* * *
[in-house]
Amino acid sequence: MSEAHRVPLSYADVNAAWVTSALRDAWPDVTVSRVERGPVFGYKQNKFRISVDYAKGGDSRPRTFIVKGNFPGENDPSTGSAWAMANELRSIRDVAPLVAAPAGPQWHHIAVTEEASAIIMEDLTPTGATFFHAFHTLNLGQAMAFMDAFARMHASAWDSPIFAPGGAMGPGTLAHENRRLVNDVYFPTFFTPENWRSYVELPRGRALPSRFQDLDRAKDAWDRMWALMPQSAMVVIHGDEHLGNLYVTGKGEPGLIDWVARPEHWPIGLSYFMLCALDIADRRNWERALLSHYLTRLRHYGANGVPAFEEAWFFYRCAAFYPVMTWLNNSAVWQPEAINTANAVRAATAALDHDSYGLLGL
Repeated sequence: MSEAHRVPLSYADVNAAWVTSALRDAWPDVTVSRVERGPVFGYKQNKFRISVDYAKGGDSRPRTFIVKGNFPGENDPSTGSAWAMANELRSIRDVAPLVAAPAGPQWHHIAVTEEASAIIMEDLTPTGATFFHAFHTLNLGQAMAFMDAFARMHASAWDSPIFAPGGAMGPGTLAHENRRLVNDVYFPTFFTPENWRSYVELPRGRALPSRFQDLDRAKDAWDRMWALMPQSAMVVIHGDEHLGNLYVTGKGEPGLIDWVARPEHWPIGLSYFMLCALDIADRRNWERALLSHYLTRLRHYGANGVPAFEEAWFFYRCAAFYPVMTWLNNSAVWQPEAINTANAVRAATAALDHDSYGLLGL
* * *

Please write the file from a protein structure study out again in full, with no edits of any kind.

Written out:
[in-house]
Amino acid sequence: MSEAHRVPLSYADVNAAWVTSALRDAWPDVTVSRVERGPVFGYKQNKFRISVDYAKGGDSRPRTFIVKGNFPGENDPSTGSAWAMANELRSIRDVAPLVAAPAGPQWHHIAVTEEASAIIMEDLTPTGATFFHAFHTLNLGQAMAFMDAFARMHASAWDSPIFAPGGAMGPGTLAHENRRLVNDVYFPTFFTPENWRSYVELPRGRALPSRFQDLDRAKDAWDRMWALMPQSAMVVIHGDEHLGNLYVTGKGEPGLIDWVARPEHWPIGLSYFMLCALDIADRRNWERALLSHYLTRLRHYGANGVPAFEEAWFFYRCAAFYPVMTWLNNSAVWQPEAINTANAVRAATAALDHDSYGLLGL
Repeated sequence: MSEAHRVPLSYADVNAAWVTSALRDAWPDVTVSRVERGPVFGYKQNKFRISVDYAKGGDSRPRTFIVKGNFPGENDPSTGSAWAMANELRSIRDVAPLVAAPAGPQWHHIAVTEEASAIIMEDLTPTGATFFHAFHTLNLGQAMAFMDAFARMHASAWDSPIFAPGGAMGPGTLAHENRRLVNDVYFPTFFTPENWRSYVELPRGRALPSRFQDLDRAKDAWDRMWALMPQSAMVVIHGDEHLGNLYVTGKGEPGLIDWVARPEHWPIGLSYFMLCALDIADRRNWERALLSHYLTRLRHYGANGVPAFEEAWFFYRCAAFYPVMTWLNNSAVWQPEAINTANAVRAATAALDHDSYGLLGL